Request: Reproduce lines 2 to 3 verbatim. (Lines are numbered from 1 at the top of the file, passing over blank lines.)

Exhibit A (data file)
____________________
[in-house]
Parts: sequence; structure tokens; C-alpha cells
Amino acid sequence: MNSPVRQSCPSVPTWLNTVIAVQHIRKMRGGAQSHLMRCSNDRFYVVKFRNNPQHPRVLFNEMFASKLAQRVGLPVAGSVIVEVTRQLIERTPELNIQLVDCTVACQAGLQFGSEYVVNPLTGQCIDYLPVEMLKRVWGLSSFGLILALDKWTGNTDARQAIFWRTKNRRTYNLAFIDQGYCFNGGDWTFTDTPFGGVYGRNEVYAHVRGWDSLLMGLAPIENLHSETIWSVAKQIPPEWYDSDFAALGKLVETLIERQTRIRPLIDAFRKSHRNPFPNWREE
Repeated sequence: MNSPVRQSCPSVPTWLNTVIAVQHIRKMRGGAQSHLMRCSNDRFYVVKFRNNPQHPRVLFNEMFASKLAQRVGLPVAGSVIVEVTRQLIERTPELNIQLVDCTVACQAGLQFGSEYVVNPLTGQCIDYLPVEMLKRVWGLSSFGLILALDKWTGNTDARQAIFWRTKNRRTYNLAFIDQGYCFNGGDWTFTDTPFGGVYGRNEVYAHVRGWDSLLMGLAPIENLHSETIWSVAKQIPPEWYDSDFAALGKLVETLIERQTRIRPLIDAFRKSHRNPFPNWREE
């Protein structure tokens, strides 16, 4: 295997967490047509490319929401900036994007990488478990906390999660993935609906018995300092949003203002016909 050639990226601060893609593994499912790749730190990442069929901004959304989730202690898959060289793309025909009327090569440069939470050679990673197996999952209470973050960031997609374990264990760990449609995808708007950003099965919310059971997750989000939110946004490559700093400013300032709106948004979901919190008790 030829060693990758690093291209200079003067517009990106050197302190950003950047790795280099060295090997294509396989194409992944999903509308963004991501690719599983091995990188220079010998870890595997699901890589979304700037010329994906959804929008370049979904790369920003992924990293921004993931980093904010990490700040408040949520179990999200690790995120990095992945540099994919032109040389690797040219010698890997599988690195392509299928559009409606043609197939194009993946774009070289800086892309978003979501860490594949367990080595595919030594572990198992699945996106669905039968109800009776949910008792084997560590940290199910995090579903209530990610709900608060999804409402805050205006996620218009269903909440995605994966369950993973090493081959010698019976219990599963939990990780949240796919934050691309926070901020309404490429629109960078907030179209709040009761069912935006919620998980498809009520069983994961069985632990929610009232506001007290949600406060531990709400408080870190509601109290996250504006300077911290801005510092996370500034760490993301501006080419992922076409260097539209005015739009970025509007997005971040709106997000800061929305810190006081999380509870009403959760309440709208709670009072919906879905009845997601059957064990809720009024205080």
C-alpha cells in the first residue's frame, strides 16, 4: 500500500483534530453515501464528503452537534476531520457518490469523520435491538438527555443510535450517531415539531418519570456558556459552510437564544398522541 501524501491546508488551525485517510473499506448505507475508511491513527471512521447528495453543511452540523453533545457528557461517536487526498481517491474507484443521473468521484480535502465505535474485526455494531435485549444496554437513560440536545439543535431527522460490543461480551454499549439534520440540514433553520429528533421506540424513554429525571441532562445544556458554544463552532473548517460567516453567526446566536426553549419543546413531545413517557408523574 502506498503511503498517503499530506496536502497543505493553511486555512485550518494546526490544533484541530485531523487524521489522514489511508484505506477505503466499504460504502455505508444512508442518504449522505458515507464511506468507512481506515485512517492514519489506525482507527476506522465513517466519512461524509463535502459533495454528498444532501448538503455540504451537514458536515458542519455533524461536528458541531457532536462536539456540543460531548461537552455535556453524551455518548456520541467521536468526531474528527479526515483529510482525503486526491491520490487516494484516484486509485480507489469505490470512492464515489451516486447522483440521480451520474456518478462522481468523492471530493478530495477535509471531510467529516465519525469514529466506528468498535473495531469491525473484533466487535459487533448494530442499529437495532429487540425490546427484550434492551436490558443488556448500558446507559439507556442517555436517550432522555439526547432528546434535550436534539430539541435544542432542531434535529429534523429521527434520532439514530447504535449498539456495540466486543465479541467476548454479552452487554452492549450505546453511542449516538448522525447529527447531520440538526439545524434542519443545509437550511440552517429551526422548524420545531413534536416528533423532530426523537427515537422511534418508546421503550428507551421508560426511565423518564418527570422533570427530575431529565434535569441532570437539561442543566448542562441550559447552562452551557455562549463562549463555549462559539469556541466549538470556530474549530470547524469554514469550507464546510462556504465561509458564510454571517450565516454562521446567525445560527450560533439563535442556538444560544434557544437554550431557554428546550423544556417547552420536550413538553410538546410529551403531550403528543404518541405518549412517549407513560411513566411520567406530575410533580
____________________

Parts: sequence; structure tokens; C-alpha cells
Amino acid sequence: MNSPVRQSCPSVPTWLNTVIAVQHIRKMRGGAQSHLMRCSNDRFYVVKFRNNPQHPRVLFNEMFASKLAQRVGLPVAGSVIVEVTRQLIERTPELNIQLVDCTVACQAGLQFGSEYVVNPLTGQCIDYLPVEMLKRVWGLSSFGLILALDKWTGNTDARQAIFWRTKNRRTYNLAFIDQGYCFNGGDWTFTDTPFGGVYGRNEVYAHVRGWDSLLMGLAPIENLHSETIWSVAKQIPPEWYDSDFAALGKLVETLIERQTRIRPLIDAFRKSHRNPFPNWREE